Quantcast
Advertisement

Ombudsman blog archive


A case for the Guantanamo exemption

It has been a year now since the Defense Department announced restrictions on Stars and Stripes in the wake of the WikiLeaks affair, the epic breach of national security that this newspaper’s reporters and editors and nearly every other American alive had nothing to do with.

And yet they and a multitude of other Americans are being forced to pay the price by being told they must cede a measure of the most precious right after life itself — intellectual freedom.

A Step in the Right Direction on Openness

Identities of Defense contractors may no longer be concealed from public scrutiny without compelling justification under a “significant regulatory action” ordered by the Obama administration to increase transparency and accountability in all government spending.  

A proposed rule published in the Federal Register on Nov. 29, and echoed in a Dec. 16 Pentagon advisory to its legion of contract officers, would “strictly limit” and “discourage” identifying recipients of unclassified contracts as “miscellaneous foreign contractors.”

Exposure Of Information v. Exposure To Information

The government’s recent declassification of the Vietnam-era Pentagon Papers corrects a 40-year mistake. But the motive may have had more to do with defending a current wrong than righting an old one.

Several months ago, the White House directed federal agencies to warn employees and contractors that viewing classified documents made public via WikiLeaks violated “applicable laws and…policies.”

A threat to press and academic freedom

UPDATE: The Pentagon has alerted me to a brief Associated Press article sent out late Tuesday afternoon reporting that the 7,000-page Pentagon Papers will now be declassified – four decades after they entered the public domain. That is welcome and long overdue news. But until the process is complete, it does not alter the concerns expressed in this column, which has been revised to reflect the development.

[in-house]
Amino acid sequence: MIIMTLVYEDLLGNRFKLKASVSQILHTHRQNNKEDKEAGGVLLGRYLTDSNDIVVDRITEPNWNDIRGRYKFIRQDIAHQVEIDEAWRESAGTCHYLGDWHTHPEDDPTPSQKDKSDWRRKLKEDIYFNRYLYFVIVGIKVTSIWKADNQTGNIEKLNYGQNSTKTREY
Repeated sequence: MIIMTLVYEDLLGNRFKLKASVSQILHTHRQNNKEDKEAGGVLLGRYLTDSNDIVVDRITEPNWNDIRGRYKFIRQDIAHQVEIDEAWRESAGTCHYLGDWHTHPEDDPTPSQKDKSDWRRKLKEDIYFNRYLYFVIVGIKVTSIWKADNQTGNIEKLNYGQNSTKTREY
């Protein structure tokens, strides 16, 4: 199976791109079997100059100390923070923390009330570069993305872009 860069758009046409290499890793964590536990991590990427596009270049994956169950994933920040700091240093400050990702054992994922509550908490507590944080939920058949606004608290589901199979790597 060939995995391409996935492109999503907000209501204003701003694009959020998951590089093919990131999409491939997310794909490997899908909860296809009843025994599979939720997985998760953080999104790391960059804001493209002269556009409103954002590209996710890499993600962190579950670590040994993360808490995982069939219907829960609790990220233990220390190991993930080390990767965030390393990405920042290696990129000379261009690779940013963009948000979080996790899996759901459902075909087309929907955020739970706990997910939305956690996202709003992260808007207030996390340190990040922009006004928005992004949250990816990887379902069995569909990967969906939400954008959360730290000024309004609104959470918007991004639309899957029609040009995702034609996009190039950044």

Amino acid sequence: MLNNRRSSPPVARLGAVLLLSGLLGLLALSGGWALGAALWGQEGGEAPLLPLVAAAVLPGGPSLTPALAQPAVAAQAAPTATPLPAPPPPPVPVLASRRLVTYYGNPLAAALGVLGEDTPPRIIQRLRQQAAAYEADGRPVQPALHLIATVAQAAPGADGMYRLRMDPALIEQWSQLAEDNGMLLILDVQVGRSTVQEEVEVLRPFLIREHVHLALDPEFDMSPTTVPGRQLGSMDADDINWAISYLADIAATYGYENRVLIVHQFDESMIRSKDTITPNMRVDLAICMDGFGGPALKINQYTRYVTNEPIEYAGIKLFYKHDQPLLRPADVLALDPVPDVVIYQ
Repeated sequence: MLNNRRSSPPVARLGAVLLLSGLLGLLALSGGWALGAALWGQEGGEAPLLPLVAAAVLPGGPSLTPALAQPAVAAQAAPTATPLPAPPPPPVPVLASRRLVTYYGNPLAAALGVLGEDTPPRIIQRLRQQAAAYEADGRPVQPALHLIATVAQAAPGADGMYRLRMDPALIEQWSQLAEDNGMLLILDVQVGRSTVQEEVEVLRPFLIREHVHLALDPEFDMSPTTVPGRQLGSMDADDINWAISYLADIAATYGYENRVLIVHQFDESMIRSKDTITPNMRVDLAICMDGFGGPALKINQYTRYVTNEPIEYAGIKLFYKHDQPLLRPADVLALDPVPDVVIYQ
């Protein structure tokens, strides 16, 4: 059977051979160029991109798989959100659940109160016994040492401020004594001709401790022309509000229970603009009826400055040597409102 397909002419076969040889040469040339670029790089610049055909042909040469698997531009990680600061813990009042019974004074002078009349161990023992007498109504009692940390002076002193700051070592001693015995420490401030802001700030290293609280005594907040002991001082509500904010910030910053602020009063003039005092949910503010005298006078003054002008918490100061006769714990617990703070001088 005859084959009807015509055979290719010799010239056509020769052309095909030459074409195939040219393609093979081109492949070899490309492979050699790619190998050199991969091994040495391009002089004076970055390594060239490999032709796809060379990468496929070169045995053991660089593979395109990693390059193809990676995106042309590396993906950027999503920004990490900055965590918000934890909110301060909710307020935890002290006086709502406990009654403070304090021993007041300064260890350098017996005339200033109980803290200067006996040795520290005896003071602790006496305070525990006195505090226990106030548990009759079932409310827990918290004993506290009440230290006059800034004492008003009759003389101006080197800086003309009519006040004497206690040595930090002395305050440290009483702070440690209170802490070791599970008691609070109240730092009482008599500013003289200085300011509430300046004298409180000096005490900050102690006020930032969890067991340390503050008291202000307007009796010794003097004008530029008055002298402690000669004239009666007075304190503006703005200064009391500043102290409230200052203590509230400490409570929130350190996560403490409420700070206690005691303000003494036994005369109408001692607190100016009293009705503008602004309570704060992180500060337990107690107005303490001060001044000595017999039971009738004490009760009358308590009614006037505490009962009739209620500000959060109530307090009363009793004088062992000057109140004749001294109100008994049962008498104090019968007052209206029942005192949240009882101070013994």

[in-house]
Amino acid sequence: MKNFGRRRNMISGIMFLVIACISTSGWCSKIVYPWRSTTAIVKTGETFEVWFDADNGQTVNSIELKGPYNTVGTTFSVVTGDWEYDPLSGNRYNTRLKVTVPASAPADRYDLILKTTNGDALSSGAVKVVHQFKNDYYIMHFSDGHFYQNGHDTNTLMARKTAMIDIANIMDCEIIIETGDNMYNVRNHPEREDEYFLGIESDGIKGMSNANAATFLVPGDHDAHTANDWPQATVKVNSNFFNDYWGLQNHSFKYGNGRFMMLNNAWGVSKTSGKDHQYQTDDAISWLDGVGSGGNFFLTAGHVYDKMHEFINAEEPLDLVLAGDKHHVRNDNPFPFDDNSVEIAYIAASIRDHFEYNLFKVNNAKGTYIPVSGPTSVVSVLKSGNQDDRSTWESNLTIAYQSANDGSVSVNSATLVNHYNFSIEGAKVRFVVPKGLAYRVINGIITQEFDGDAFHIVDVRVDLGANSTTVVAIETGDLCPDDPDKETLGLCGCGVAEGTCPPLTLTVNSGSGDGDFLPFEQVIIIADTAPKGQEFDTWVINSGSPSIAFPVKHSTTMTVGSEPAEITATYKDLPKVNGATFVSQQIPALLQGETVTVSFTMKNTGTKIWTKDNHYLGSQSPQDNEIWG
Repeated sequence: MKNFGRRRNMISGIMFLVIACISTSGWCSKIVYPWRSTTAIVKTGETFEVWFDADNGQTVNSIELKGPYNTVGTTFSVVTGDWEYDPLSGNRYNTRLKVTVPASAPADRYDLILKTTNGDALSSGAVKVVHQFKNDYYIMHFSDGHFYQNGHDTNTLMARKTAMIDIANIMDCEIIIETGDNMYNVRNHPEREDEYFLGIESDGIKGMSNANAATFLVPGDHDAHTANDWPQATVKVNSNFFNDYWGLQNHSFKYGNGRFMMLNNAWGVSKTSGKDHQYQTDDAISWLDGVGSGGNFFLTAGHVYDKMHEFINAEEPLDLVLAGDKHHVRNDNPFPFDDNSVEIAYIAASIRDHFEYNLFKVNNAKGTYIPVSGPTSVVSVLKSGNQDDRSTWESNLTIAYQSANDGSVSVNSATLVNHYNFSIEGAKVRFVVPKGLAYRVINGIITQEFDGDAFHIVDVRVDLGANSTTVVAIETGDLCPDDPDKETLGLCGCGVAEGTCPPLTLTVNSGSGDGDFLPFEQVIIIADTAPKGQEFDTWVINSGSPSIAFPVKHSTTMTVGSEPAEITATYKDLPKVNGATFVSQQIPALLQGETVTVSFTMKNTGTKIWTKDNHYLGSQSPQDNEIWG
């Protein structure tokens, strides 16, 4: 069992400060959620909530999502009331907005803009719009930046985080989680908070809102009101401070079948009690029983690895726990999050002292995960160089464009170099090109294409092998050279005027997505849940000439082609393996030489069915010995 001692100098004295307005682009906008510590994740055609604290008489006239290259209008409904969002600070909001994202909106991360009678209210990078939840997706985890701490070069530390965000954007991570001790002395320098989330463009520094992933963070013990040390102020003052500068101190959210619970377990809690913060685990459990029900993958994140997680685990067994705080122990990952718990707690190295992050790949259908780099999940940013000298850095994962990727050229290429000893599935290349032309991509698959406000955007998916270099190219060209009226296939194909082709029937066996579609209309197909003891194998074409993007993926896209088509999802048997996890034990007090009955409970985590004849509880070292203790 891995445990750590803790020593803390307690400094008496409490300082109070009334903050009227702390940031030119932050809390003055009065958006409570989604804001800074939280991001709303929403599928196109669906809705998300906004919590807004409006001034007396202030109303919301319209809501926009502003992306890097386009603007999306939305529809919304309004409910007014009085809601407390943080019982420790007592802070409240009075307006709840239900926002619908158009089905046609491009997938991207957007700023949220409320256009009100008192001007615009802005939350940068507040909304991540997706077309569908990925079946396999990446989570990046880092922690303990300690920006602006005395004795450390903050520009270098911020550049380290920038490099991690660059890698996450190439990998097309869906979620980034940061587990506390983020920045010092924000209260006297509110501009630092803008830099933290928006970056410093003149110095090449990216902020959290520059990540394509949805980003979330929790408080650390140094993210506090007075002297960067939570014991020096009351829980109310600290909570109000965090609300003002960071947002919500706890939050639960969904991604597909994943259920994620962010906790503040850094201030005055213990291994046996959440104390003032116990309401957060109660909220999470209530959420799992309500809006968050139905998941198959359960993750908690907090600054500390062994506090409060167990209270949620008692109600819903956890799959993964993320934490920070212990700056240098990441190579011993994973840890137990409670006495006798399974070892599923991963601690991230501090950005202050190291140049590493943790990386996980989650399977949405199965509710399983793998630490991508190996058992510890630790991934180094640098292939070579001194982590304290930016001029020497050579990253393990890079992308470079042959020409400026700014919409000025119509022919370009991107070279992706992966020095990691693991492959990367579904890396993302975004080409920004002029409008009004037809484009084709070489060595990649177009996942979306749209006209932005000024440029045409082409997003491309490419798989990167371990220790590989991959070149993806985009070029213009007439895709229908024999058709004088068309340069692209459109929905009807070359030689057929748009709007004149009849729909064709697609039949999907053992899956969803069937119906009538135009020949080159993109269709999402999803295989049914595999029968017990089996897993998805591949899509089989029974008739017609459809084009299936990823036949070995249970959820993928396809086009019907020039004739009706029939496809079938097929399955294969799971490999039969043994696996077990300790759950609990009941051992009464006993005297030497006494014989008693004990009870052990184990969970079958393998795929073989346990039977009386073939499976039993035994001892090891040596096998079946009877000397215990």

*   *   *

An affirmation of independence

Readers had an opportunity Dec. 27 to read a column on Stars and Stripes’ Op-Ed page
concerning newsgathering restraints recently issued by the government in the wake of a
WikiLeaks document dump.

They should have been able to read it a week earlier, on Dec. 20, the day before those
restrictions were rescinded and three days after I had publicized them Dec. 17 in an online version of that column, “Now comes don’t read, don’t tell.”

Joint statement from Publisher and Ombudsman

Following is a joint statement by Publisher Max Lederer Jr. and Ombudsman Mark J.
Prendergast, agreed to on Dec. 23, 2010, on the relationship between the newspaper and the position of independent Ombudsman. For background, see the related column, "An Affirmation of Independence."

It is agreed:

Reporting Restraints Eased

Defense Media Activity, the Pentagon agency that encompasses Stars and Stripes, has
withdrawn a memo that it sent out Dec. 10 limiting the ability of this independent news organization's professional journalists to fully do their jobs.

"The Security Advisory distributed on December 10, 2010, regarding WikiLeaks is hereby
rescinded," the DMA said today in a one-sentence e-mail distributed to all employees and contractors who operate under its aegis.

The sound of silence